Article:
The most frequent signs on examination were swelling (43%) and discoloration (33%), in keeping with the typical aubergine sign/eggplant deformity on presentation. Meta-analysis showed that urethral bleeding was seen in 5.6% of cases, whereas confirmed urethral injury was present in just under 6.1% of patients. This implies this sign, along with blood at the meatus and urinary symptoms  is highly indicative of urethral rupture. This percentage is far less than reported in earlier studies of up to 30%  but there is no consensus with regard to the role for urethrography; with 12 of 21 authors who commented on urethral injury recommending its use when suspected clinically and others finding its use unnecessary [15, 19, 24, 25, 26, 29, 39, 44, 46, 49]. This view is shared by Derouiche et al. , who report that as well as gross haematuria, microscopic haematuria is an indicative sign in 50% of cases. The same group's practice is to drain the bladder via a suprapubic cystotomy rather than risk injury with a urethral catheter. They also believe that invasive diagnostics are not required, as the urethral injury tends to be located at the same level as the corporal tear. Kamdar et al.  offers the practical solution of an on-table flexible cystoscopy at the time of repair allowing direct visualisation of the urethra without introducing a time delay.
Some studies used 3 modalities of imaging, whereas several used none at all and felt imaging only delayed treatment, potentially leading to poorer outcomes [8, 12, 32, 59]. Ahmadnia et al.  states that retrograde urethrography was time consuming and not cost effective. They felt that retrograde urethrography was necessary only if there was gross haematuria or urethrorrhagia. However, in contrast, Pavan et al.  states that radiological investigation is essential to plan appropriate intervention as it will confirm the diagnosis, assess the site and extent of damage and exclude urethral involvement.
This systematic review has categorically confirmed what most modern centres have reported - that early surgery produces favourable outcomes with regards to long-term complications vs. conservative management. This is specifically the case for ED, curvature and painful erections. Our subgroup analysis has confirmed that overall early surgery also results in significantly fewer complications vs. delayed surgery (p < 0.00001). Rates of penile curvature are also significantly lower in patients having emergent rather than delayed surgery (p = 0.0004). There was no difference on pooled analysis between plaque formation and rates of ED in immediate vs. delayed treatment. Pavan et al.  touches on another important but under-reported consequence of penile fracture; the fear of incurring another injury. This is a risk with or without the presence of any of the reported complications above. This can lead to performance anxiety and reluctance to perform certain positions. Such considerations might persuade urologists to follow up patients for longer than previously planned.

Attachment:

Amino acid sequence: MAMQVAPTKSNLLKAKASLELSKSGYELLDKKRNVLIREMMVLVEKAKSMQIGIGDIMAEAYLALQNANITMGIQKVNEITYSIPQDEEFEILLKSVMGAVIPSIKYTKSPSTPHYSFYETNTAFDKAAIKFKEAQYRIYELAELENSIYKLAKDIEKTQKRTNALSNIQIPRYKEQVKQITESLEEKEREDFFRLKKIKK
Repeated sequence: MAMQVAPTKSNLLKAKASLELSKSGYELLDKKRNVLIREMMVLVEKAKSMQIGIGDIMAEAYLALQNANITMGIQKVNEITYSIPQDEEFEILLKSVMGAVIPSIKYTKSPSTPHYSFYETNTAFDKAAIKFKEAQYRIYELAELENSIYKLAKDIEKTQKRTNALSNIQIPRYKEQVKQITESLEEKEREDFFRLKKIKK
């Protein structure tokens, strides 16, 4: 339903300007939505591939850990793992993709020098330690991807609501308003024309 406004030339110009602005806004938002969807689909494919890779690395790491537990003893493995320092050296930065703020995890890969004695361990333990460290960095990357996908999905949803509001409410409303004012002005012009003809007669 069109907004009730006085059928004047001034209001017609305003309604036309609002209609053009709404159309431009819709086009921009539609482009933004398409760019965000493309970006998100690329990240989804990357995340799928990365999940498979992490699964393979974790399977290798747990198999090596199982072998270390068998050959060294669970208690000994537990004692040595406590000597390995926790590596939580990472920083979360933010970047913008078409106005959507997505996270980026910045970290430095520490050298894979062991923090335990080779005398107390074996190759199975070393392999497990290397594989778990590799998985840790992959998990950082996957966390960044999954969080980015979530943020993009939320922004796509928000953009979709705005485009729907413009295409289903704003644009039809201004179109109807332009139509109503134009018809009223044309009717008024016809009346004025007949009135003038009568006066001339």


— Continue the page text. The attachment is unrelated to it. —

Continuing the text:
Surgical intervention could also be associated with a lower cost to hospitals, given the shorter duration of stay calculated in this review. This review has identified a plethora of incisions, sutures and approximation techniques. One study  with 116 surgically treated cases, used an inverted continuous 3/0 non-absorbable nylon suture and reported only one complication, a painless nodule. The most common incision is the subcoronal circumferential degloving incision. It would appear that this approach is favoured, as it gives unparalleled access to the 3 corpora .
A lack of multi-centre prospective comparative studies will always be a limitation of a review of rare conditions such as this. The reality is that such studies would take an extremely long time even in a multi-institution setting. However, randomisation to conservative management, given the above compelling evidence to the contrary might also be deemed unethical. In this review, only 5.5%, of participants had conservative treatment raising questions about the suitability of meta-analysis. Heterogeneity can obviously have an impact on one's ability to generalise the findings of pooled analysis. We have attempted to mitigate this by defining heterogeneity as well as adopting a random effects model when heterogeneity is deemed ‘high'. The main determining factors for choosing conservative treatment were the patient's objection to surgery and delayed presentation. Many patients delayed in presenting themselves to the hospital due to embarrassment, with the longest delay in presentation being 2 months.
Nevertheless, this study has emphasised the compelling need for penile fractures to be treated surgically in a timely manner so as to minimise physical and psychological morbidity as well as reduce the length of inpatient stay.